Figure 14: Brand influencers for Millennials, October 2015
Younger Millennials will pay for quality and eco-friendly brands
Affordability and rewards matter to Millennial women
For women, favourite brands are reflective of personal style
Affluent Millennials value a brand’s heritage, though expect their loyalty to be rewarded

Attitudes towards Advertising

Millennials feel overwhelmed and manipulated
Figure 15: Millennial attitudes towards advertising, October 2015
Acknowledgement may go a long way
Attention! Attention!
Leverage technology to extend the word
Compensate for attention
When done right, laughter can be the best medicine
Figure 16: Geico YouTube pre-roll advertisement, “Family: Unskippable”, 2015
Figure 17: Geico YouTube pre-roll advertisement, “High Five: Unskippable”, 2015

Personal and Career Goals

Millennials are focused on personal enrichment: developing a healthier lifestyle and gaining experiences
Figure 18: Goals within the next three years, October 2015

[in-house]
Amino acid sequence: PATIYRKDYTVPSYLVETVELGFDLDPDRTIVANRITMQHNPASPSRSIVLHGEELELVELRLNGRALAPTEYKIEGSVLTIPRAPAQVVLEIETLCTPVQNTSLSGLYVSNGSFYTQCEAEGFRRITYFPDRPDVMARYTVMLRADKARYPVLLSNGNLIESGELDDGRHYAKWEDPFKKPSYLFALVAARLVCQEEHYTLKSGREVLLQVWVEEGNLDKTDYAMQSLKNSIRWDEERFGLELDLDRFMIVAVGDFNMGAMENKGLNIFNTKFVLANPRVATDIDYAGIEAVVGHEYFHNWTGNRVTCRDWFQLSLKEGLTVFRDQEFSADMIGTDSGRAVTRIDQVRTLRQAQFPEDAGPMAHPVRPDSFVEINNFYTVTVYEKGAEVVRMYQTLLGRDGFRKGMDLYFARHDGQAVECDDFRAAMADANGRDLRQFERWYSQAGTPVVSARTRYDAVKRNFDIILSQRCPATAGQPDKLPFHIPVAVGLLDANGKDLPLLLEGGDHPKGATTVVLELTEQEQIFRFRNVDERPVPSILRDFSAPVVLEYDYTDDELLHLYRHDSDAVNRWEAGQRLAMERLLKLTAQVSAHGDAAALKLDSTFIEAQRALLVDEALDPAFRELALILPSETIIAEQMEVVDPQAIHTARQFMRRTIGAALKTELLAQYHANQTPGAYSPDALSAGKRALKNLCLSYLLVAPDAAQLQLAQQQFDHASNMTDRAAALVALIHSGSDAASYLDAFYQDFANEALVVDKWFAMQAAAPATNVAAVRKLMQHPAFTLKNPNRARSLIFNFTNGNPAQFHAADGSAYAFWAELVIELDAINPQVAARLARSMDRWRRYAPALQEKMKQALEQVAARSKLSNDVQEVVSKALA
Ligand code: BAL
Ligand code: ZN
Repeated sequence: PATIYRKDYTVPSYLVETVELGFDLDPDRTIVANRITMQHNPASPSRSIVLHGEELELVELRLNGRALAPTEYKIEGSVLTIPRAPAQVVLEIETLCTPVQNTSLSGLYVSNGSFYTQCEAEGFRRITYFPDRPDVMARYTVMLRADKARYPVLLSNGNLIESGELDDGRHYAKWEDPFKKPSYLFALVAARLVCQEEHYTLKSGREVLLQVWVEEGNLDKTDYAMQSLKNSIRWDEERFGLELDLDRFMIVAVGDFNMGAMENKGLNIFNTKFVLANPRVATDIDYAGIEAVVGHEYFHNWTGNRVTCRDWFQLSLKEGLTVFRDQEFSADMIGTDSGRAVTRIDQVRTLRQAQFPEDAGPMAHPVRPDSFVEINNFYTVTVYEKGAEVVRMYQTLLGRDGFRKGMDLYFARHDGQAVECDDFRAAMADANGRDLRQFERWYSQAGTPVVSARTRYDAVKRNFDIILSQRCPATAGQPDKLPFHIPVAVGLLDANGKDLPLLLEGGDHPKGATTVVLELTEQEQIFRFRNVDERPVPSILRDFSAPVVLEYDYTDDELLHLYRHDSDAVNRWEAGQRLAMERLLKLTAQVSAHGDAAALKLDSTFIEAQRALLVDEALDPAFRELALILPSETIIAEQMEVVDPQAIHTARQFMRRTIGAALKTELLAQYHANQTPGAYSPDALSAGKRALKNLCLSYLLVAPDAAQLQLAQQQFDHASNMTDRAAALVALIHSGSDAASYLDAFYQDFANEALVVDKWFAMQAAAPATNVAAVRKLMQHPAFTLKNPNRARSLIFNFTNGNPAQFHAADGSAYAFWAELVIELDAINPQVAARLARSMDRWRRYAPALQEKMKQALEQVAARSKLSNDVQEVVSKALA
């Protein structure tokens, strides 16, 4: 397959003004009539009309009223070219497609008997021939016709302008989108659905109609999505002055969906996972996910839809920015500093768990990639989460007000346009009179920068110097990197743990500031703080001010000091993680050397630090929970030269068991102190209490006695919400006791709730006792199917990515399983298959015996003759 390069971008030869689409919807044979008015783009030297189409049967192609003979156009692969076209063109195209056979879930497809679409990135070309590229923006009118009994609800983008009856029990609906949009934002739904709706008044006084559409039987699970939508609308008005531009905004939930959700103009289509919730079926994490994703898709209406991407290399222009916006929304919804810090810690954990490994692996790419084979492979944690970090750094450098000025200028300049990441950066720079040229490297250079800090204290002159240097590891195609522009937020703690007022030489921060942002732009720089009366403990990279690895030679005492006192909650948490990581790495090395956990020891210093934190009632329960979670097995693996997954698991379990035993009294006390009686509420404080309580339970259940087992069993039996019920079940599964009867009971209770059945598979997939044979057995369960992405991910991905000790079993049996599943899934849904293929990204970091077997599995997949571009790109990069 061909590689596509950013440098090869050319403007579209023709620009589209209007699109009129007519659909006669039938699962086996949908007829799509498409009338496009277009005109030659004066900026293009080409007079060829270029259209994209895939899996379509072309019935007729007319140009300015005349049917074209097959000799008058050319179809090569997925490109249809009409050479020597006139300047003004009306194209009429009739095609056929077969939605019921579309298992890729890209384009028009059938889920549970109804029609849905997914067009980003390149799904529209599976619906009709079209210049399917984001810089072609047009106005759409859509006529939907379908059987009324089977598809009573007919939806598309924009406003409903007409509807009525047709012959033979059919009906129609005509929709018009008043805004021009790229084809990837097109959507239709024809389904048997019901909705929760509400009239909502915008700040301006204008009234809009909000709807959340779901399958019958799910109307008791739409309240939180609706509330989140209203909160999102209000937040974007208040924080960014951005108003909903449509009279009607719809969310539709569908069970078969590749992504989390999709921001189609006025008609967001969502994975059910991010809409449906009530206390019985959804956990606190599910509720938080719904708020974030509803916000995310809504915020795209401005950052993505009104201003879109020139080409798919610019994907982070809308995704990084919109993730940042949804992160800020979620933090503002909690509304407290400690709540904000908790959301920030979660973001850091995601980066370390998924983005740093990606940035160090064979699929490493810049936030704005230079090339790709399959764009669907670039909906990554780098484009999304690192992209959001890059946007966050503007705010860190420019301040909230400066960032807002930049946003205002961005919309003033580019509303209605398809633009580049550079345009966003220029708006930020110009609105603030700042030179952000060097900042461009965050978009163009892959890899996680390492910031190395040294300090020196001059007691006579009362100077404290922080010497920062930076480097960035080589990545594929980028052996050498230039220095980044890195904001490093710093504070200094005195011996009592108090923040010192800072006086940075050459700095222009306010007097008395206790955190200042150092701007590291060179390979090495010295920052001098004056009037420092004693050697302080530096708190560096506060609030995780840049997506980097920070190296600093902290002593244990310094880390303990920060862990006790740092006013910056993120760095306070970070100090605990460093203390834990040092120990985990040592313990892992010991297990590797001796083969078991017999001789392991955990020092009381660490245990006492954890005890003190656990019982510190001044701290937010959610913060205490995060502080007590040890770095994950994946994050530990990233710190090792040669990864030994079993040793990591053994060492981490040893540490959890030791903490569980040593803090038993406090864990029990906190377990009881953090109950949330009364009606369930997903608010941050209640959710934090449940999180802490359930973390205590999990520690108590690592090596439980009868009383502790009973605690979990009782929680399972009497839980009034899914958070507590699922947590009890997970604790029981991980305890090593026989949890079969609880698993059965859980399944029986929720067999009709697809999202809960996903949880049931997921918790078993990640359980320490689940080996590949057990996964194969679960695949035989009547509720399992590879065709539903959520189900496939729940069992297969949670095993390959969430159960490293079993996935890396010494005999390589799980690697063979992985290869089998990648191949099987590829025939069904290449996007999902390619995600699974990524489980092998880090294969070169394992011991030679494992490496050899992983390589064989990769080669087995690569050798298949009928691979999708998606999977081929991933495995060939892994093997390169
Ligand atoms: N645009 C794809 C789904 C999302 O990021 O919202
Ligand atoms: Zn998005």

Greater focus on the ‘life’ part of work/life balance
Figure 19: EpicEstonia #17 advertisement, “A day as a chimney sweeper in medieval Tallinn”, 2015
Older Millennials strive for balance and are forward focused
Time limitations are impacting ability to live a healthy lifestyle for older Millennials
Targeting life’s big milestones
Women more likely to be aiming for a healthier lifestyle and traveling
Affluent Millennials more focused on travel

Perceptions of the Generation

Self-perceptions do not line up with the stereotypes
Figure 20: How Millennials see themselves, October 2015
Self-perceptions: Responsible and ambitious – A qualitative look
Millennials believe their generation is seen negatively, but hold similar views of the generation themselves (albeit to a lesser degree)
Figure 21: Millennial perceptions: How Millennials see themselves, other Millennials and how they think older generations see them, October 2015
Figure 22: Correspondence analysis – Millennial perceptions, October 2015
Being online may be driving a need to stand apart
Being online leads to a greater desire for personalization
Being online also means a need for greater responsiveness from brands
Connections can be made while they are offline
Figure 23: Lily and the Snowman, December 2015
Marketing to Millennials does not have to alienate other generations

Appendix – Data Sources and Abbreviations

Data sources
Consumer survey data
Consumer qualitative research
Correspondence methodology
Abbreviations and terms

List of Table